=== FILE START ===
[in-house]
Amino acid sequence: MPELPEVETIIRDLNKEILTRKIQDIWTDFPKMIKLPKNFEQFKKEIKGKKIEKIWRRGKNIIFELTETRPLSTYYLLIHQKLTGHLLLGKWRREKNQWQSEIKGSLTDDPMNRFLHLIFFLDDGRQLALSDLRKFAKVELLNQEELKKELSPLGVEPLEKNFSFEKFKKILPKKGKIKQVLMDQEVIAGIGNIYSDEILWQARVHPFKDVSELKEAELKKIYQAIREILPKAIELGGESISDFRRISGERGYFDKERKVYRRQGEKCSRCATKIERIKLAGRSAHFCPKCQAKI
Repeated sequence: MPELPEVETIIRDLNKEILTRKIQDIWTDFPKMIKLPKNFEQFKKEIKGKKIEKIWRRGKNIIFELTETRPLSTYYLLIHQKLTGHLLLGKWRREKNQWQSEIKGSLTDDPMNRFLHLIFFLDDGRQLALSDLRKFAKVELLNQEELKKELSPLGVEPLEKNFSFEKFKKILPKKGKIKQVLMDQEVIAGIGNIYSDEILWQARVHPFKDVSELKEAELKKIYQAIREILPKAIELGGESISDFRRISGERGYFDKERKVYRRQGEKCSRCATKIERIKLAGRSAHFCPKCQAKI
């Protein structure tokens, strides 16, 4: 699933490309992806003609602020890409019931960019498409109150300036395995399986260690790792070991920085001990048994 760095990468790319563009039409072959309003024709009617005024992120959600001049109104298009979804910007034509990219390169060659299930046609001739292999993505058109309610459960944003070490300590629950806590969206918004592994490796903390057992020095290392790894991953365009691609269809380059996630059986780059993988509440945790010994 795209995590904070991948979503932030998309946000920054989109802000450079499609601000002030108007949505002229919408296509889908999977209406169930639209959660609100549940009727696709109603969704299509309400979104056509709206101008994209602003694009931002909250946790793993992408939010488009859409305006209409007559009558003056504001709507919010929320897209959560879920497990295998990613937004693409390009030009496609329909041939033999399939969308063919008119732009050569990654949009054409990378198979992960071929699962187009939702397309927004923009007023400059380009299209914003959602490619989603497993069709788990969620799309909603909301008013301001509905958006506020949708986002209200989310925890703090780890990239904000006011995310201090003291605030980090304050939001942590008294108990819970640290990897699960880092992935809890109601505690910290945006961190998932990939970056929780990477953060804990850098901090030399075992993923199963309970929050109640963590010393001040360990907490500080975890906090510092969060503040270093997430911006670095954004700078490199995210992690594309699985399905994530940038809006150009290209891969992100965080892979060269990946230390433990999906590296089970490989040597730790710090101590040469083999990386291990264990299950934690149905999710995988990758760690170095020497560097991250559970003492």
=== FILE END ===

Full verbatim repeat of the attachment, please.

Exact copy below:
[in-house]
Amino acid sequence: MPELPEVETIIRDLNKEILTRKIQDIWTDFPKMIKLPKNFEQFKKEIKGKKIEKIWRRGKNIIFELTETRPLSTYYLLIHQKLTGHLLLGKWRREKNQWQSEIKGSLTDDPMNRFLHLIFFLDDGRQLALSDLRKFAKVELLNQEELKKELSPLGVEPLEKNFSFEKFKKILPKKGKIKQVLMDQEVIAGIGNIYSDEILWQARVHPFKDVSELKEAELKKIYQAIREILPKAIELGGESISDFRRISGERGYFDKERKVYRRQGEKCSRCATKIERIKLAGRSAHFCPKCQAKI
Repeated sequence: MPELPEVETIIRDLNKEILTRKIQDIWTDFPKMIKLPKNFEQFKKEIKGKKIEKIWRRGKNIIFELTETRPLSTYYLLIHQKLTGHLLLGKWRREKNQWQSEIKGSLTDDPMNRFLHLIFFLDDGRQLALSDLRKFAKVELLNQEELKKELSPLGVEPLEKNFSFEKFKKILPKKGKIKQVLMDQEVIAGIGNIYSDEILWQARVHPFKDVSELKEAELKKIYQAIREILPKAIELGGESISDFRRISGERGYFDKERKVYRRQGEKCSRCATKIERIKLAGRSAHFCPKCQAKI
């Protein structure tokens, strides 16, 4: 699933490309992806003609602020890409019931960019498409109150300036395995399986260690790792070991920085001990048994 760095990468790319563009039409072959309003024709009617005024992120959600001049109104298009979804910007034509990219390169060659299930046609001739292999993505058109309610459960944003070490300590629950806590969206918004592994490796903390057992020095290392790894991953365009691609269809380059996630059986780059993988509440945790010994 795209995590904070991948979503932030998309946000920054989109802000450079499609601000002030108007949505002229919408296509889908999977209406169930639209959660609100549940009727696709109603969704299509309400979104056509709206101008994209602003694009931002909250946790793993992408939010488009859409305006209409007559009558003056504001709507919010929320897209959560879920497990295998990613937004693409390009030009496609329909041939033999399939969308063919008119732009050569990654949009054409990378198979992960071929699962187009939702397309927004923009007023400059380009299209914003959602490619989603497993069709788990969620799309909603909301008013301001509905958006506020949708986002209200989310925890703090780890990239904000006011995310201090003291605030980090304050939001942590008294108990819970640290990897699960880092992935809890109601505690910290945006961190998932990939970056929780990477953060804990850098901090030399075992993923199963309970929050109640963590010393001040360990907490500080975890906090510092969060503040270093997430911006670095954004700078490199995210992690594309699985399905994530940038809006150009290209891969992100965080892979060269990946230390433990999906590296089970490989040597730790710090101590040469083999990386291990264990299950934690149905999710995988990758760690170095020497560097991250559970003492």